Quantitative Easing UK

By Idris Fabio Augustus Crockett-Magee
Sam Brill
• Quantitative Easing (QE) is a policy used by
the Bank of England introduced in March
• This is a Monetary policy used when the
interest rate can not go any lower (0.5%).
• This is done by The Bank of England crediting its own
account with more money.
• The money buys government bonds from various firms,
injecting money directly into the economy.
• These firms may use the profits to invest in other
companies or lend.
• This may lead to lower interest rates being charged and
therefore more money is spent in the economy.
• When the economy has recovered BoE sells the bonds
and destroys the cash it receives. In theory no extra
cash is created in the long term.
• Quantitative Easing stimulates Aggregate demand
through increased spending as a result of more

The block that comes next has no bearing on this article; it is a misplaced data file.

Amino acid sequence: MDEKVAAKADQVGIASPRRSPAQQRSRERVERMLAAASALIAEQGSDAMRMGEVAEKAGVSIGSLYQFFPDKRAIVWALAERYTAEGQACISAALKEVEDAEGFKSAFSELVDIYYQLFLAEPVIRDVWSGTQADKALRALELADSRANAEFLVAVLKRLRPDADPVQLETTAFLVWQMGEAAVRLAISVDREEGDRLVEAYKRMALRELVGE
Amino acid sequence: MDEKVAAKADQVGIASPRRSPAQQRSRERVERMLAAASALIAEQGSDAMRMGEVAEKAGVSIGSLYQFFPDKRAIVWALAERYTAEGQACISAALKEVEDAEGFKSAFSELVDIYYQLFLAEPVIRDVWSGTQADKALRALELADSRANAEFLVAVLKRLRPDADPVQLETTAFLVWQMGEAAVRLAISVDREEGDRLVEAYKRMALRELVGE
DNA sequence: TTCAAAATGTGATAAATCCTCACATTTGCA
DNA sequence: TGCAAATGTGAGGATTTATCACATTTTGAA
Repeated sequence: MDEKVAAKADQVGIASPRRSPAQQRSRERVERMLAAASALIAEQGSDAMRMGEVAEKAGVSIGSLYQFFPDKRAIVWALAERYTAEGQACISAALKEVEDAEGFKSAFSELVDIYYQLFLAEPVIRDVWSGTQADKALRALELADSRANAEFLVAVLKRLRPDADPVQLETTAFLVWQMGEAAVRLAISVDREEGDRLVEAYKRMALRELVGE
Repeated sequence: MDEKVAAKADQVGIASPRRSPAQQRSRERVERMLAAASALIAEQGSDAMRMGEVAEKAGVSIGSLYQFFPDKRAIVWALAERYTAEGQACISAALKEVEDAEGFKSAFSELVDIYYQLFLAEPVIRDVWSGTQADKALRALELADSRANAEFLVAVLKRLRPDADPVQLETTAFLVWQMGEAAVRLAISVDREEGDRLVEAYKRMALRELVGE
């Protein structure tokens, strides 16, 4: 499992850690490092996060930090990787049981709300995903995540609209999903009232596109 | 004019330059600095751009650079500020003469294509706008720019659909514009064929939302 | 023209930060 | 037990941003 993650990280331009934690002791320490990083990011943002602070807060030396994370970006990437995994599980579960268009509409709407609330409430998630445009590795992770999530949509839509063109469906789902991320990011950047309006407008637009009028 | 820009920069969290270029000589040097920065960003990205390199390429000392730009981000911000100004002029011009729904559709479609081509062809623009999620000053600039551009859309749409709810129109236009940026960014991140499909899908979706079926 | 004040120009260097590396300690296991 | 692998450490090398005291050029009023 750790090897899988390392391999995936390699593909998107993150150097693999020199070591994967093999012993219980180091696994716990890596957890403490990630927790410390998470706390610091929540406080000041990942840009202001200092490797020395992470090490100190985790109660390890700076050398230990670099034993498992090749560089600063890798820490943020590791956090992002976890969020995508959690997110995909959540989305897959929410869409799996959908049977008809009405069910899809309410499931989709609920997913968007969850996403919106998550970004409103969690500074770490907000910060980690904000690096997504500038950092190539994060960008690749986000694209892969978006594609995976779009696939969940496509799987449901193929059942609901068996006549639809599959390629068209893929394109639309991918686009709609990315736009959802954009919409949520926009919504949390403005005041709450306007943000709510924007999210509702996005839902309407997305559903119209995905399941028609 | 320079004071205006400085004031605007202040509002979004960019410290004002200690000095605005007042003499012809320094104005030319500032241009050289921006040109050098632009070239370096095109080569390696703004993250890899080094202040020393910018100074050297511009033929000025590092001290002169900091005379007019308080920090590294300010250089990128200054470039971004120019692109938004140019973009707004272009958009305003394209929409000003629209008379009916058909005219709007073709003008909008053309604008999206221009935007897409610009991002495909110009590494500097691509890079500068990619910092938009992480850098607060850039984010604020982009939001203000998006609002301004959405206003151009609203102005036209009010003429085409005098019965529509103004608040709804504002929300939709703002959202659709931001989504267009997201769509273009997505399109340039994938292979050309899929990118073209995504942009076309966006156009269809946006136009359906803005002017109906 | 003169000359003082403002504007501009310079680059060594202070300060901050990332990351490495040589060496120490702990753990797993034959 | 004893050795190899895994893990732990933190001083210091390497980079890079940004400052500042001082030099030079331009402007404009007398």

money circulating in the economy.
• QE also lowers long term borrowing costs, and
helps the economy reach the governments
inflation target of 2.0%.
Increased Economic Growth / Higher
living standards
Inflationary pressures may be too large
Preserves industries / businesses in
Lower return on savings due to lower
interest rates
Greater/ maintained level of employment
Currency Manipulation – Reduced value
of £, exports cheaper, other markets
which export are less competitive
Increased consumer confidence
May not be possible to sell bonds back,
damaging UK borrowing ability
Boost inflation to target of 2%
• Since 2009, QE has been used to purchase about £375 billion of
government bonds.
• From then until March 2013, economic growth increased by 3.7%,
and therefore some say that QE has worked.
• While growth has increased, there has also been an increase in CPI
of 14.4% in this period. Others argue that the negative effects of
inflation, which has increased 4 times as much as growth, shows
that QE is not working to improve the economy.
• While the growth increase is positive, it can’t be proven whether QE
has helped to achieve this or has made it worse. It is possible that
the slight increase in growth is a result of factors other than QE.

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